‘We wanted to simplify our stack’

    Morrisson was considering other video conferencing solutions when a phone call from Zoom’s sales team piqued his interest.

    “At the time, we were trying to fix the problem we had with consistency, so we were considering Cisco’s Webex platform,” Morrisson said. “But Zoom gave us a call and offered a free trial, and since my co-workers and I had heard of Zoom and knew it was quite popular, we decided to give it a try.”

    After experiencing Zoom’s platform and its ease of use, Morrisson implemented Zoom’s video conferencing solution across the organization. Zoom’s flexibility allowed The Motley Fool’s employees to use the solution across a wide range of hardware, and its user-friendly interface made implementing the solution effortless.

    Implementing Zoom couldn’t have been easier. It’s a pleasure to use, and it looks and feels great coming right out of the box. There’s no complicated install, you just go through an easy setup process and it just works. That was a big selling point for us.

    Lawrence Morrisson

    Head of IT, The Motley Fool

    Zoom’s video conferencing solution was able to improve communication between offices and employees with its intuitive design and useful features. Employees are able to use the screen sharing feature to collaborate on projects and easily coordinate effective, efficient communications between international offices.

    “People love the fact that we can share our screens without any cables,” Morrisson noted about Zoom’s wireless screen sharing capabilities. “And it’s consistent between every room. Our employees walk in, they see the control panel on the desk, and they know what to expect. It’s just been hugely successful for us.”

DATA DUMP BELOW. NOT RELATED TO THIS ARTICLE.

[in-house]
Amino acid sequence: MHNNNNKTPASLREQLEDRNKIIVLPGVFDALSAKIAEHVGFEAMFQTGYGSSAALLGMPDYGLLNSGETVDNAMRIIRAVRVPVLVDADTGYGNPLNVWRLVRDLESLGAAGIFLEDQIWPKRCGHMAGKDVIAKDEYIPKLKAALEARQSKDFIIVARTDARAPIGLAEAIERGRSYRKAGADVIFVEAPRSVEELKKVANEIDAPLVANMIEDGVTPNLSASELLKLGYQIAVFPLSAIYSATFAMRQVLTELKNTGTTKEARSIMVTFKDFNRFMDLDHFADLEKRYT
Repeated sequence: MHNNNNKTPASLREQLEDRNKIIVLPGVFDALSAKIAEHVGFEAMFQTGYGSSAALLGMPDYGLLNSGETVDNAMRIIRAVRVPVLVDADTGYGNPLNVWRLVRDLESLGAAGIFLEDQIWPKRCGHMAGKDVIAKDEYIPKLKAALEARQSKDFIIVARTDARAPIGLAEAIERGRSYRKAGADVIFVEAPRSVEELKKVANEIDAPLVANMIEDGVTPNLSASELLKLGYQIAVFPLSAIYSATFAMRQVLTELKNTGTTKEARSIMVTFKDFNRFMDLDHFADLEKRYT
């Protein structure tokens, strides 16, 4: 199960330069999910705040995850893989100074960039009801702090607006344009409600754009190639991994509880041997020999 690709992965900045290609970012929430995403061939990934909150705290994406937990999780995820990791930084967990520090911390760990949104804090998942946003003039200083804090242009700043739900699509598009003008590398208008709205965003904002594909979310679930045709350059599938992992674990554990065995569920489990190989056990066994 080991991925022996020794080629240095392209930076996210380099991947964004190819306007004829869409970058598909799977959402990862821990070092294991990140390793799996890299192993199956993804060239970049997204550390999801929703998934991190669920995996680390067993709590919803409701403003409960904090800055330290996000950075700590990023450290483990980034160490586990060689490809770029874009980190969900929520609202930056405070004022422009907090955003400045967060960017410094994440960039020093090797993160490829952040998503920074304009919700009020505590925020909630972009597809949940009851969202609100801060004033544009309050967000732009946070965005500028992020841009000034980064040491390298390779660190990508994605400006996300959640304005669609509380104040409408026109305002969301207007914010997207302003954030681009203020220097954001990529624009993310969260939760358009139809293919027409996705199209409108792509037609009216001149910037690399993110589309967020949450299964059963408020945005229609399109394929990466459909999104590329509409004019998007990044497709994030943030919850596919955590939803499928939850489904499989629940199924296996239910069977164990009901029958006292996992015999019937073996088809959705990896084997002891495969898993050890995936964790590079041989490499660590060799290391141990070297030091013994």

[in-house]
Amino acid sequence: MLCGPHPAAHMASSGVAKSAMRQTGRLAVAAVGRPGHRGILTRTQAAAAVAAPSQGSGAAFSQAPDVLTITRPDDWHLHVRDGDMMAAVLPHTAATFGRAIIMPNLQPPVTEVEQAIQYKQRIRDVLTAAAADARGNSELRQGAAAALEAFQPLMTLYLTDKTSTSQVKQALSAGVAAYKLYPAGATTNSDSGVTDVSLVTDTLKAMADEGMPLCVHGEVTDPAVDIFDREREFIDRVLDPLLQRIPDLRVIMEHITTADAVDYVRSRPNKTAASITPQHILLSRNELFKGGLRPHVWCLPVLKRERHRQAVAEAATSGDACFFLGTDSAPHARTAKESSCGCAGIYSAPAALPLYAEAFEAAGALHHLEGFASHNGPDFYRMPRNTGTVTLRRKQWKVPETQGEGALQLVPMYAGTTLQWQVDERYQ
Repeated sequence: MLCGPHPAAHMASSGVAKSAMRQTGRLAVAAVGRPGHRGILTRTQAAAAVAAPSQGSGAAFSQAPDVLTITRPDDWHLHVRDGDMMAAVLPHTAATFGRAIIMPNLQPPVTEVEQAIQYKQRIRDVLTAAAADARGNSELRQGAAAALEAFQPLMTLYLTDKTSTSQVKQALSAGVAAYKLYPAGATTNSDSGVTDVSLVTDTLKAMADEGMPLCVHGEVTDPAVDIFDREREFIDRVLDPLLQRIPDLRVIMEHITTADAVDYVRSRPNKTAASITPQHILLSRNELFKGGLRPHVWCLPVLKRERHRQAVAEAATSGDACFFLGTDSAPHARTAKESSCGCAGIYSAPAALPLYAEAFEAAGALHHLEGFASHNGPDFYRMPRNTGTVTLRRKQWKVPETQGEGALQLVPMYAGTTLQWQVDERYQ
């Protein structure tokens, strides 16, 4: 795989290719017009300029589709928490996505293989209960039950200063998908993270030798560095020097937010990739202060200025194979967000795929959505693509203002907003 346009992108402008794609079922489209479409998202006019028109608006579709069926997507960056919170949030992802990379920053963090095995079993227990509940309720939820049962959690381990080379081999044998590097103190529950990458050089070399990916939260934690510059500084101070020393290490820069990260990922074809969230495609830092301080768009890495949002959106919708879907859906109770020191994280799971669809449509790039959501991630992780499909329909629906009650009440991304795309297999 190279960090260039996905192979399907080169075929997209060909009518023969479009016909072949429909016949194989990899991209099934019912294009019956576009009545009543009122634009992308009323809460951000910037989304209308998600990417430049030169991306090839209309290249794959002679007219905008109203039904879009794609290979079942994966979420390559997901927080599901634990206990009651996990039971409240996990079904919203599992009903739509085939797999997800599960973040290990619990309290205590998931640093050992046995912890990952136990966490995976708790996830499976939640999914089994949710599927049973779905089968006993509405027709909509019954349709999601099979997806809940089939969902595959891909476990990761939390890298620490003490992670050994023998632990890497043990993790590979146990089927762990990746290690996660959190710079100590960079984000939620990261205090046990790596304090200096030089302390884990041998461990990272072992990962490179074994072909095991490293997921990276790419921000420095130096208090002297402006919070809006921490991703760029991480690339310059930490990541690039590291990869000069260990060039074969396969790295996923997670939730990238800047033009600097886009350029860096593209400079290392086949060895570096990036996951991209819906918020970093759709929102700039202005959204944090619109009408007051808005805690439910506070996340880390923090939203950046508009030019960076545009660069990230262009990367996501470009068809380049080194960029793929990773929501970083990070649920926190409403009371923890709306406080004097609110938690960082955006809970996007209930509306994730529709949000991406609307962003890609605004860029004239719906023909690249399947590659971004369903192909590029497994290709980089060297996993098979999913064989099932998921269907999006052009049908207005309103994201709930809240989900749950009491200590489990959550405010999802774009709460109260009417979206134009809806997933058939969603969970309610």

Once The Motley Fool had implemented Zoom’s video conferencing solution and experienced the reliability and simplicity of the platform, the IT team decided to implement Zoom Phone as its digital phone solution.

    Because Zoom Phone is a cloud-based application, the IT teams no longer had to support a separate infrastructure for phone communications. “One of the main reasons we chose Zoom was because we wanted to simplify our stack and reduce the amount of on-premises management we were doing,” Morrisson said. “The experience that we have had with Zoom so far has been so positive, so immediately that gave us a great feeling of confidence in the Zoom Phone product right out of the gate.”

    Reducing hardware costs & support tickets

    Since the teams at The Motley Fool have implemented Zoom’s unified communications platform, Morrisson has noticed a reduction in the number of tickets IT teams are handling. With a user-friendly interface and the flexibility to work with a range of devices, his IT teams are no longer spending their days troubleshooting hardware solutions or setting up software. The Motley Fool was able to reduce hardware costs and increase its deployment of Zoom’s platform fivefold compared with its legacy communications solution.

    “There is far less work in setting up our conference rooms and keeping them in shape,” Morrisson noted. “The setup for our devices is almost completely automated now, and there’s very rarely a problem. If there is, it’s usually a local hardware problem, which Zoom is very good at identifying.”

    And with Zoom’s platform, The Motley Fool has been able to develop guidelines for its remote workers based on a video-first culture.

    “We only have two main tech requirements for our remote workers,” Morrisson said. “They need to have internet that is able to support Zoom, and they need to have their cameras on by default for every video meeting to create that face-to-face connection.”

    The Motley Fool also creates a deeper connection between remote workers and in-office staff using Zoom.

    We actually have some Zoom Rooms on portable carts that we call ‘Zoom Bots,' and we keep them on during office hours to create a livestream of the office so remote workers and on-site staff can interact with each other. It really helps create that feeling of being in the office and connecting with your co-workers.

    Lawrence Morrisson

    Head of IT